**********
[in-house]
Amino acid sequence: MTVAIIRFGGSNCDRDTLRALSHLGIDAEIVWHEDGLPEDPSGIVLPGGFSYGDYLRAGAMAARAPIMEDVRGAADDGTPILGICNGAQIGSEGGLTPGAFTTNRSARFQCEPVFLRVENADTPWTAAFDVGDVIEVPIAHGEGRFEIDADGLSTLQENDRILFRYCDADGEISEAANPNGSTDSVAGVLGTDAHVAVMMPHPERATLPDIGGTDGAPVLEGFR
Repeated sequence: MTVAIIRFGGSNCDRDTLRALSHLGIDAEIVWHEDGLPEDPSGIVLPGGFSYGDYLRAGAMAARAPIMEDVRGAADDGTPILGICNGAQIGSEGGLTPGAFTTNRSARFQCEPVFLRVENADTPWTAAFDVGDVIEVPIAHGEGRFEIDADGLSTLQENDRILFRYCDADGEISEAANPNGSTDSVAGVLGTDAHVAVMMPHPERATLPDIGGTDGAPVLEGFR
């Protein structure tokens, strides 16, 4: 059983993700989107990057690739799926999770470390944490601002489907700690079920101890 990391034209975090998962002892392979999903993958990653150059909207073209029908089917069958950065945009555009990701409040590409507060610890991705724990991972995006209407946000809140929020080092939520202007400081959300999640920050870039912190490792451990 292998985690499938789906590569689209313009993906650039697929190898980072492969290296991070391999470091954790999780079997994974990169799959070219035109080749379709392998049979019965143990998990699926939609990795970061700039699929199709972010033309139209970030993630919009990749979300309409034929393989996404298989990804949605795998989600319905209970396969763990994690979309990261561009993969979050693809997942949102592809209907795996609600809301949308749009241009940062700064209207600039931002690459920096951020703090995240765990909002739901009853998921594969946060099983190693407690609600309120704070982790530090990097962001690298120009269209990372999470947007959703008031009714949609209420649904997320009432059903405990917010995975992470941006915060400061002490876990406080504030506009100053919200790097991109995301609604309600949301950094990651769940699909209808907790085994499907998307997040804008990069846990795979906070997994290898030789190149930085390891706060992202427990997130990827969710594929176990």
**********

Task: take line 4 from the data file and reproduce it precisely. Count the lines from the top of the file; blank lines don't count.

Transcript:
């Protein structure tokens, strides 16, 4: 059983993700989107990057690739799926999770470390944490601002489907700690079920101890 990391034209975090998962002892392979999903993958990653150059909207073209029908089917069958950065945009555009990701409040590409507060610890991705724990991972995006209407946000809140929020080092939520202007400081959300999640920050870039912190490792451990 292998985690499938789906590569689209313009993906650039697929190898980072492969290296991070391999470091954790999780079997994974990169799959070219035109080749379709392998049979019965143990998990699926939609990795970061700039699929199709972010033309139209970030993630919009990749979300309409034929393989996404298989990804949605795998989600319905209970396969763990994690979309990261561009993969979050693809997942949102592809209907795996609600809301949308749009241009940062700064209207600039931002690459920096951020703090995240765990909002739901009853998921594969946060099983190693407690609600309120704070982790530090990097962001690298120009269209990372999470947007959703008031009714949609209420649904997320009432059903405990917010995975992470941006915060400061002490876990406080504030506009100053919200790097991109995301609604309600949301950094990651769940699909209808907790085994499907998307997040804008990069846990795979906070997994290898030789190149930085390891706060992202427990997130990827969710594929176990």